Archeologists discovered several paintings on the rocks located at the edge of the ancient city
Archeologists make discoveries in Greece on a regular basis. Yet the latest news regarding the find on Andros, the most northern island of 56 islands comprising the Cyclades, is quite a sensation, according to specialists. A team of scientists discovered the ruins of a city at the excavation site on Andros. The ruins date back to 1900 B.C., the Bronze Age.
Greek Ministry of Ministry released a special statement with regard to the find. The statement says that the ruins of four buildings are in a “pretty good shape.” Archeologists found numerous ceramic vials including big jugs and pots. They also found various household tools made of wood.
Archeologists discovered several paintings on the rocks located at the edge of the ancient city. One of the paintings features a boat and a combination of various symbols such as two open hands around a human head, and two legs and a circle. Specialists believe that the city residents worshipped the sun and painted the object of their worship they way they could.
Scientists are especially keen to examine the paintings because they resemble other paintings discovered earlier on Andros near the village of Strophylas.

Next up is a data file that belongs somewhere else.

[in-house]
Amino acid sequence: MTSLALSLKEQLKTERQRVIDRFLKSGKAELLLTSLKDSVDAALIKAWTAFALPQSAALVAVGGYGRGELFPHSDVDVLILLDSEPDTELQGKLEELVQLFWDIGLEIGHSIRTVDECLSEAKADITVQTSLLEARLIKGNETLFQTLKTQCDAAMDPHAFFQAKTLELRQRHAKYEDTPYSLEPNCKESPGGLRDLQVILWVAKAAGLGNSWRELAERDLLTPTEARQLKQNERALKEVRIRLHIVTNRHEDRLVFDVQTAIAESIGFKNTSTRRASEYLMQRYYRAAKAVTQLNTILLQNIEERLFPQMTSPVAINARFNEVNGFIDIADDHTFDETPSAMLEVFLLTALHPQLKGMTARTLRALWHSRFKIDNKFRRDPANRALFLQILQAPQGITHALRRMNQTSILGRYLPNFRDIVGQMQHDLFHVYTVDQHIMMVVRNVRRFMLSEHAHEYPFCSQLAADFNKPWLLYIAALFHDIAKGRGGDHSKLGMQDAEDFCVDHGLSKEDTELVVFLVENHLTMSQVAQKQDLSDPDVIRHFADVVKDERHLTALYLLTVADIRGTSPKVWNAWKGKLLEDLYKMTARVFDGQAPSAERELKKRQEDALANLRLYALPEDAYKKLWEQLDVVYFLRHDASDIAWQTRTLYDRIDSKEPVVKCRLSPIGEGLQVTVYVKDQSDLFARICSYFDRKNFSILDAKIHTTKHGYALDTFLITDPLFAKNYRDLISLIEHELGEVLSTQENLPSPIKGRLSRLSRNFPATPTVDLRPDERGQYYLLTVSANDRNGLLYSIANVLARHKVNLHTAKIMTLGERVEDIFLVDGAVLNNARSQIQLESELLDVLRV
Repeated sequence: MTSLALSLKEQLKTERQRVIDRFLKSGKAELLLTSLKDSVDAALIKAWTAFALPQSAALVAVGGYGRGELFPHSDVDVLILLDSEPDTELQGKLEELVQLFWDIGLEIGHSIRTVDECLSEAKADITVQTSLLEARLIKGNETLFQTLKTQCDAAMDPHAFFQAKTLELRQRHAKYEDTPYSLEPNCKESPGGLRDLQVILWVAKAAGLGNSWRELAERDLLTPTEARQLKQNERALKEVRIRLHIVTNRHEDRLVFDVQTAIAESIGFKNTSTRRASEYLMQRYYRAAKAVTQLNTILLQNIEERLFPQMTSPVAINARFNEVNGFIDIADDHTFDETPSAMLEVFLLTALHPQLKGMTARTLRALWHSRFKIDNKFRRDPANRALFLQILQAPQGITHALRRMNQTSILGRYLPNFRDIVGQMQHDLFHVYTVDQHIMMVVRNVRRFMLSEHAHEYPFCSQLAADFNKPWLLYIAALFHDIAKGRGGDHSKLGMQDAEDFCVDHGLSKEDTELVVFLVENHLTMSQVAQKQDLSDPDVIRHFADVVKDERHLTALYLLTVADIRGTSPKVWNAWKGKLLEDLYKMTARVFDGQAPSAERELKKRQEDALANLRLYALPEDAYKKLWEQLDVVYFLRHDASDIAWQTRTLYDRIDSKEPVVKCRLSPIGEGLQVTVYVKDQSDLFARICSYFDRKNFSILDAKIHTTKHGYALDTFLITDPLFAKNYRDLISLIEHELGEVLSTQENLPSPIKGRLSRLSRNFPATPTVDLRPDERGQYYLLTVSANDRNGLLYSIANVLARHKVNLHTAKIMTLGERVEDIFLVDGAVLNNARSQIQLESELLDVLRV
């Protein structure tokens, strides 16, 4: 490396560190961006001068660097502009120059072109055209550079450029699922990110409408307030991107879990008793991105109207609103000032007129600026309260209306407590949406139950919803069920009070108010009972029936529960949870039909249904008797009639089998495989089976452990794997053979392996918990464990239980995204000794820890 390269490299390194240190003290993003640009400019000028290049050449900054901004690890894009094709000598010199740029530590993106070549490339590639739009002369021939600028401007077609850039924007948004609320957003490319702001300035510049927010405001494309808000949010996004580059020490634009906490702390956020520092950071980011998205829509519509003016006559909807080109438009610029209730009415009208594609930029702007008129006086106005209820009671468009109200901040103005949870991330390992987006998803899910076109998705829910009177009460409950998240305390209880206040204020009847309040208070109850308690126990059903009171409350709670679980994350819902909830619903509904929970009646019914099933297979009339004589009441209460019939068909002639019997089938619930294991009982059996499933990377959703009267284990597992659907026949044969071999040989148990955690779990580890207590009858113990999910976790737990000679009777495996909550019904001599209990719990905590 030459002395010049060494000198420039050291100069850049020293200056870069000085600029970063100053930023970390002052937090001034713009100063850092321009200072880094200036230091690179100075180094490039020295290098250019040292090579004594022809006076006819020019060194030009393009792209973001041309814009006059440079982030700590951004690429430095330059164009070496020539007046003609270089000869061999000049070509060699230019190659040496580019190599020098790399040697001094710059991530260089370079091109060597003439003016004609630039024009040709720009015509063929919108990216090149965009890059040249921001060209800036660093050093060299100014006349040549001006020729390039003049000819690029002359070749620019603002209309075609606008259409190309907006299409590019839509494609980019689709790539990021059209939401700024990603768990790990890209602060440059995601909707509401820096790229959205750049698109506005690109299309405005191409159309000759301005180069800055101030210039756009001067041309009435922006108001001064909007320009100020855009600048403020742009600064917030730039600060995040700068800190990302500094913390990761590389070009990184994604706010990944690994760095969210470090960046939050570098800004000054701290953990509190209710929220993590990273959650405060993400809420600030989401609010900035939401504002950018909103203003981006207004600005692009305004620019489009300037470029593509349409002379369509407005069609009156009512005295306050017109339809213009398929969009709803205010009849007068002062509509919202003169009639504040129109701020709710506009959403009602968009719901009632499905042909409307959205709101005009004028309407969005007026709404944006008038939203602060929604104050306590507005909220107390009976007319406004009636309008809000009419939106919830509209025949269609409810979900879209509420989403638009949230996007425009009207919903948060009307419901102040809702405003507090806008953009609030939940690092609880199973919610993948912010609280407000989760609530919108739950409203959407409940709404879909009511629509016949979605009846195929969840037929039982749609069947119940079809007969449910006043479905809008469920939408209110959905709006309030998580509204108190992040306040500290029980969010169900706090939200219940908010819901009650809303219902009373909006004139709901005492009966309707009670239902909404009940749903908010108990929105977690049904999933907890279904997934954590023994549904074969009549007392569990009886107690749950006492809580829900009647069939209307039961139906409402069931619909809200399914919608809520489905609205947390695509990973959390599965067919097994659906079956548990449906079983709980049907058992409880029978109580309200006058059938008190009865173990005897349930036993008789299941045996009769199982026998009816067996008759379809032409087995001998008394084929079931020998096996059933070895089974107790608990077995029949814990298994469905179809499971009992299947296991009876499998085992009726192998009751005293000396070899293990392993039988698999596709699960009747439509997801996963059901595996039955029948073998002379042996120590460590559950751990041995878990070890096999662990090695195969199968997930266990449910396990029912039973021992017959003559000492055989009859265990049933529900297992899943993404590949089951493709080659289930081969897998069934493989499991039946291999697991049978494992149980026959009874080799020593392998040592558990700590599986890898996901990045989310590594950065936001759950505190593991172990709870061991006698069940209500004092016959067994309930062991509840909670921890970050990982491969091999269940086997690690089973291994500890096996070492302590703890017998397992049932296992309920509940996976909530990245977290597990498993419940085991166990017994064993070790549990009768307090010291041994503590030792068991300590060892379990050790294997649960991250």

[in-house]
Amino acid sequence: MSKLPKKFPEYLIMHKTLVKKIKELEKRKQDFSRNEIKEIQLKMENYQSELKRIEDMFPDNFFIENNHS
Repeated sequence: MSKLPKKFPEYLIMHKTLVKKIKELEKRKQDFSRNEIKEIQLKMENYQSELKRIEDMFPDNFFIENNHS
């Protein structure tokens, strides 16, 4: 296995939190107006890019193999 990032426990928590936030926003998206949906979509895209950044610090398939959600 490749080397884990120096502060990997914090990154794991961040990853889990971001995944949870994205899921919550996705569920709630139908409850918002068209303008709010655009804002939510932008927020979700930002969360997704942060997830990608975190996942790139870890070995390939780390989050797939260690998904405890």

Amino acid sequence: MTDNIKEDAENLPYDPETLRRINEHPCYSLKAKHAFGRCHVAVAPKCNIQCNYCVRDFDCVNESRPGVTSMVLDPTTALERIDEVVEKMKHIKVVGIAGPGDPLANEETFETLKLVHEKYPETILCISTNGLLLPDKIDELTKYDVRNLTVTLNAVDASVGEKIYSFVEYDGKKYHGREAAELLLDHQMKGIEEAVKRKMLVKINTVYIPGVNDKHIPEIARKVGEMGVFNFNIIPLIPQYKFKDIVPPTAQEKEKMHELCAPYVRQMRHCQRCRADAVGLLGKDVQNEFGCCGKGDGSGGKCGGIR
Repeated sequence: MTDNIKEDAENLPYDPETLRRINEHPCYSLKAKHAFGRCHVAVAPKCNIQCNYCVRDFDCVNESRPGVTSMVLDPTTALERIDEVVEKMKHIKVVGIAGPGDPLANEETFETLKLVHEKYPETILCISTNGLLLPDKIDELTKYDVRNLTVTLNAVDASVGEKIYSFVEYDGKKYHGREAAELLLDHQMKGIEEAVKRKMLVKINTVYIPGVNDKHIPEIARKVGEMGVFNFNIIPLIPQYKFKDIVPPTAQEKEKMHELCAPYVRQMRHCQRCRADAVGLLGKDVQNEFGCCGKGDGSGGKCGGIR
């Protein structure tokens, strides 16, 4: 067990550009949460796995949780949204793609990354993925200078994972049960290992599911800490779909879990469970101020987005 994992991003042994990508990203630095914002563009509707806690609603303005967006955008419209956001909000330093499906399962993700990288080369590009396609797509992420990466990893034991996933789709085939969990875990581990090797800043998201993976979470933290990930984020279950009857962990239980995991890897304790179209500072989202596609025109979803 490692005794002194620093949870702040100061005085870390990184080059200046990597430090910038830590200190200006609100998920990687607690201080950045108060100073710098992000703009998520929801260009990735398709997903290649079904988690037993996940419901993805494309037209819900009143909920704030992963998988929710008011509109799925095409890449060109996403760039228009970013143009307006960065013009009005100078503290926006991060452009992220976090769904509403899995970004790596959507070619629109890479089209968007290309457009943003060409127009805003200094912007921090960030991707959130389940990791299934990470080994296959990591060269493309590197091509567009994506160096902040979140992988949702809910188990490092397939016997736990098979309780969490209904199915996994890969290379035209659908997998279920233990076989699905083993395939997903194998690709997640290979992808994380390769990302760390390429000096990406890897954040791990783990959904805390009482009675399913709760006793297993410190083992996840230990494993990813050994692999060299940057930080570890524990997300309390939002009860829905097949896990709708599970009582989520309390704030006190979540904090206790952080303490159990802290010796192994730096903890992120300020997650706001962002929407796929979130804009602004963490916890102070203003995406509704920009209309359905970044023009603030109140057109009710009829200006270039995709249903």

The Strophylas paintings are thought to be even older than those found in the “Bronze city.” They date back to Neolithic stage. Residents of Strophylas appear to have relocated closer to coast of the sea, approximately in 3300 B.C. The items of material culture from the recently discovered city kind of form a link between two most important periods in history of civilization i.e. Neolithic stage and the Bronze Age.
It is quite noteworthy that ancient settlements on Andros were repeatedly hit by earthquakes, according to experts. Atlantis, the legendary lost continent, said to have sunk beneath the sea in this area. Some modern archeologists believe that Atlantis was destroyed by a volcanic eruption on the island of Thera located 150 km south of Andros. A gigantic tsunami washed away all cities and settlements on the islands of the Aegean Sea.